Mules were like members of the family. We were dependent on them for plowing and for pulling the carts used to haul things on the farm, and the wagons used to take us to town, to church, or to visit relatives in distant places—as far as ten miles away! Feeding, watering, and caring for them were among our more important daily chores. We spent much time with them, talked to them—I preached my first sermon to a mule—and planned our work according to their ability to work. Mules are stronger than horses and smarter, contrary to the opinion suggested by the phrase “horse sense.” They are also stubborn, but they are less temperamental and therefore more predictable than horses. I do not ever remember our farming with horses; we always used mules.
In 1946 when I went on a cattleboat to Poland, I had to care for horses. I discovered then what I had already suspected, namely, that the derogatory reputation of mules relative to horses was quite mistaken. “Mule sense” might be a better term than “horse sense” to describe common sense. For example, when the sea got rough and the boat rocked the horses panicked, and when they got seasick, they lay down and would not try to get to their feet. Even when we helped them to their feet, they fell again. They gave up, and 30 of the 800 horses on board died during our trip to Poland and had to be dumped overboard. Mules would have stubbornly fought to stand and would not have so easily given up.
One thing that can certainly be said of mules is that “they have a mind of their own,” but they are not really stubborn. They can seem lazy because they will not put themselves in danger. A horse can be worked until it drops, but a mule has better sense. The “stubborn” streak is just the mule’s way of telling humans that things are not right. Mules are very intelligent and it is not a good idea to abuse them. They will do their best for their owner, with the utmost patience.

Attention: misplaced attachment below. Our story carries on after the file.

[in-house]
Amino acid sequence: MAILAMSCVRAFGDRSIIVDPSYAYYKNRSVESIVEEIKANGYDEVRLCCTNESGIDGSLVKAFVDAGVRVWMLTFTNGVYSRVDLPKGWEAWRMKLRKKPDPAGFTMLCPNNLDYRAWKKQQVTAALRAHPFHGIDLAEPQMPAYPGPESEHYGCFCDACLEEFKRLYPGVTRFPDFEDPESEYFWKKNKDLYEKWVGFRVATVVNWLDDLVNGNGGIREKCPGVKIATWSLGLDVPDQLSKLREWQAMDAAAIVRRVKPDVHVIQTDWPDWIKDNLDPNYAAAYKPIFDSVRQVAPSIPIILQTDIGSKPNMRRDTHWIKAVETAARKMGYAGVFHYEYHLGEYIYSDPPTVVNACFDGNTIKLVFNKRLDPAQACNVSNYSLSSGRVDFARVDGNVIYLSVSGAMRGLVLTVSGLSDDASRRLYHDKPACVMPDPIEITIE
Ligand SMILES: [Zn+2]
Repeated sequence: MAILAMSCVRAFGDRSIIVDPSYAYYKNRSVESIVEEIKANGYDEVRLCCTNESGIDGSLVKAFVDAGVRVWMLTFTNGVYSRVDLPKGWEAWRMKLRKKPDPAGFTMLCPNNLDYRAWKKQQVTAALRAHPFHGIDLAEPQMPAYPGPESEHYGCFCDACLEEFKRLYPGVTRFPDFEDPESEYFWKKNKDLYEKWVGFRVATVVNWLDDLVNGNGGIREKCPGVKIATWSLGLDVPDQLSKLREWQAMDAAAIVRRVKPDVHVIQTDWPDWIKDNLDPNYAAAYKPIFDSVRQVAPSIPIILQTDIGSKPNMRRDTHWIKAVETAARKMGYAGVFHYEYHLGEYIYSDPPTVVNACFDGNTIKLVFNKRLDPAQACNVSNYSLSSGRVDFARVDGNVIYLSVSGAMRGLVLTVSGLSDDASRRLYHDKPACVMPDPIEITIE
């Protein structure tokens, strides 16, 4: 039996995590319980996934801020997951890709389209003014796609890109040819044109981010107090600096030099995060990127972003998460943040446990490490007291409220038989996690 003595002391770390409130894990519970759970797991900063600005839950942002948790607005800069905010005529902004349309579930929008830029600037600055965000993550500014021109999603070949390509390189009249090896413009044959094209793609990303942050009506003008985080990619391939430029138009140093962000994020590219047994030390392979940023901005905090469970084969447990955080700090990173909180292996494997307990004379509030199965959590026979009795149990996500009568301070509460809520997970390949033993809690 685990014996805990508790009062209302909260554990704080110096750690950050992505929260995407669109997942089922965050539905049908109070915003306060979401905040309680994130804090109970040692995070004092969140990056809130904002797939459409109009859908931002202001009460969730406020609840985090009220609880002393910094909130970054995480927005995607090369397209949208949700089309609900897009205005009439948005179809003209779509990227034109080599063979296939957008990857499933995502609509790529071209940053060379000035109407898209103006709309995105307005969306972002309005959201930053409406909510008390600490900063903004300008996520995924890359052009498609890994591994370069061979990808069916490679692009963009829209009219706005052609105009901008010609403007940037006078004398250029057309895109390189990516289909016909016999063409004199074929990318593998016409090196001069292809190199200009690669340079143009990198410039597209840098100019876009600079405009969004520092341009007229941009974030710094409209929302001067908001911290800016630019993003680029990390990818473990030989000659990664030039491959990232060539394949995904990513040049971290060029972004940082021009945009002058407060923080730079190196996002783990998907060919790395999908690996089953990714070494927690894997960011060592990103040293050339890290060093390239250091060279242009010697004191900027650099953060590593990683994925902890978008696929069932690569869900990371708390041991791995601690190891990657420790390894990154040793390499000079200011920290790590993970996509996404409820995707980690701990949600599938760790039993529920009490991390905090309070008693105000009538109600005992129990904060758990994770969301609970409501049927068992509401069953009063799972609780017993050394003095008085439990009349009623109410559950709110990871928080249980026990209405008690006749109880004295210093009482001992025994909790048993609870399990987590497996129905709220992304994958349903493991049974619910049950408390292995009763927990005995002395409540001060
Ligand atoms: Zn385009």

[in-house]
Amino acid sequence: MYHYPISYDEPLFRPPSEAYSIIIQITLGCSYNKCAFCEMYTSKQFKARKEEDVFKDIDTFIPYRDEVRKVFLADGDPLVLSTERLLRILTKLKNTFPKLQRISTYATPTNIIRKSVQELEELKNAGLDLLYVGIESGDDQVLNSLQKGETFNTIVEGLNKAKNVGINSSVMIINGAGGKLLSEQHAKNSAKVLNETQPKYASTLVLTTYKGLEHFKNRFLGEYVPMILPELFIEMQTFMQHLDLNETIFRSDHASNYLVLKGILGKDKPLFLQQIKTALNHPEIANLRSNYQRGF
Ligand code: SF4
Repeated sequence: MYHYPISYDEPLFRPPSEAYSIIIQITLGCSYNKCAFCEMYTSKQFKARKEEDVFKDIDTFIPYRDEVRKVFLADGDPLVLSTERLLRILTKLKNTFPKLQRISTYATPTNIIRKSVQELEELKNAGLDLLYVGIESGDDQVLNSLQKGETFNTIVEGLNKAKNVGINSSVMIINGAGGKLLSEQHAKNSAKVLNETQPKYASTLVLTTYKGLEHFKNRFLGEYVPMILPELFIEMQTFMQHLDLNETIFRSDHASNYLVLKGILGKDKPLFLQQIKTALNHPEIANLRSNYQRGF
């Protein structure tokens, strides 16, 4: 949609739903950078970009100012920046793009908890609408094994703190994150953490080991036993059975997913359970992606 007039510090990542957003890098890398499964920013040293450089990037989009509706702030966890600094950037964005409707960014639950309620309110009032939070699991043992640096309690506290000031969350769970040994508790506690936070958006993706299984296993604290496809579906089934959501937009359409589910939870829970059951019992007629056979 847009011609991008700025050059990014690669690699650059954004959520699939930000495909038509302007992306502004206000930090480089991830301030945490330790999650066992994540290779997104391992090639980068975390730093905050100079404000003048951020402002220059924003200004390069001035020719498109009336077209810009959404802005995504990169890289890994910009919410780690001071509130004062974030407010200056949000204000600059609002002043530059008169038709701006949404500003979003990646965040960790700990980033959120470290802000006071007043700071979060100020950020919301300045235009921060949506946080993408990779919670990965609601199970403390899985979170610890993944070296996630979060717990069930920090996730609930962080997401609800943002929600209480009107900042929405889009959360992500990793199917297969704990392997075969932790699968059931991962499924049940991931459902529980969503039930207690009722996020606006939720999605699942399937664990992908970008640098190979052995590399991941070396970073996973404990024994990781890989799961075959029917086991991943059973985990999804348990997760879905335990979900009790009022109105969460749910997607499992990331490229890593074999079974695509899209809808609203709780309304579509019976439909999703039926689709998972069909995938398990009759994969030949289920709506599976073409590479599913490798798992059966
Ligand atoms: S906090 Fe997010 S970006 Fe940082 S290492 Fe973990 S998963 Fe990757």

I remember one mule from my childhood especially; his name was Blackie. He was not a big mule or a very healthy one, so I don’t know why we had him. He had a very bad sore on his face which was raw most of the time and made it difficult for him to wear a bridle. The two larger mules did most of the work. They were stronger, browner, more like horses than donkeys, and we didn’t have pet names for them.
Blackie did odd jobs. He seemed to be the one assigned to me for the plowing, cultivating, etc., which I did when I got home from school in the afternoon or on Saturdays. He really didn’t seem to like to work. Maybe that’s why I felt it appropriate to preach my first sermon to him. However, when the work was done and we headed towards the house he seemed to have plenty of energy so that it was hard to keep up with him. I remember that my brother, Murray, and I sometimes hooked up Blackie to the buggy on Sundays and went for a ride. So Blackie was my workmate and my playmate. I remember him more vividly than any other mule we ever had. When he died we mourned as for a friend.
SOURCE: My father, who was raised a Quaker in rural Southampton County, Virginia, but became a Baptist preacher and then a missionary to Japan, where my siblings and I were raised.